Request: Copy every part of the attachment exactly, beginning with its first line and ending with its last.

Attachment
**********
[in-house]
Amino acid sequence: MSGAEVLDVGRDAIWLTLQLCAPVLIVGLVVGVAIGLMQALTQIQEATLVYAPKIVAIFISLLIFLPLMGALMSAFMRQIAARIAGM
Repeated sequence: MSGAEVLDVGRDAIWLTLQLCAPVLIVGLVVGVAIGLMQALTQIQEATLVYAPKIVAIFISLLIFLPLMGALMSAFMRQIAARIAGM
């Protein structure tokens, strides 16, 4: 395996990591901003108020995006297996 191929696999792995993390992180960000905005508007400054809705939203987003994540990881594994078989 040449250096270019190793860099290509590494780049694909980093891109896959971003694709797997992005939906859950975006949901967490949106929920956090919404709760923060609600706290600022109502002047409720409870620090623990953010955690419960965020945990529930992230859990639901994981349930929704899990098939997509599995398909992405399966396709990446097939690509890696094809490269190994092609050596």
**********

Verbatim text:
[in-house]
Amino acid sequence: MSGAEVLDVGRDAIWLTLQLCAPVLIVGLVVGVAIGLMQALTQIQEATLVYAPKIVAIFISLLIFLPLMGALMSAFMRQIAARIAGM
Repeated sequence: MSGAEVLDVGRDAIWLTLQLCAPVLIVGLVVGVAIGLMQALTQIQEATLVYAPKIVAIFISLLIFLPLMGALMSAFMRQIAARIAGM
């Protein structure tokens, strides 16, 4: 395996990591901003108020995006297996 191929696999792995993390992180960000905005508007400054809705939203987003994540990881594994078989 040449250096270019190793860099290509590494780049694909980093891109896959971003694709797997992005939906859950975006949901967490949106929920956090919404709760923060609600706290600022109502002047409720409870620090623990953010955690419960965020945990529930992230859990639901994981349930929704899990098939997509599995398909992405399966396709990446097939690509890696094809490269190994092609050596």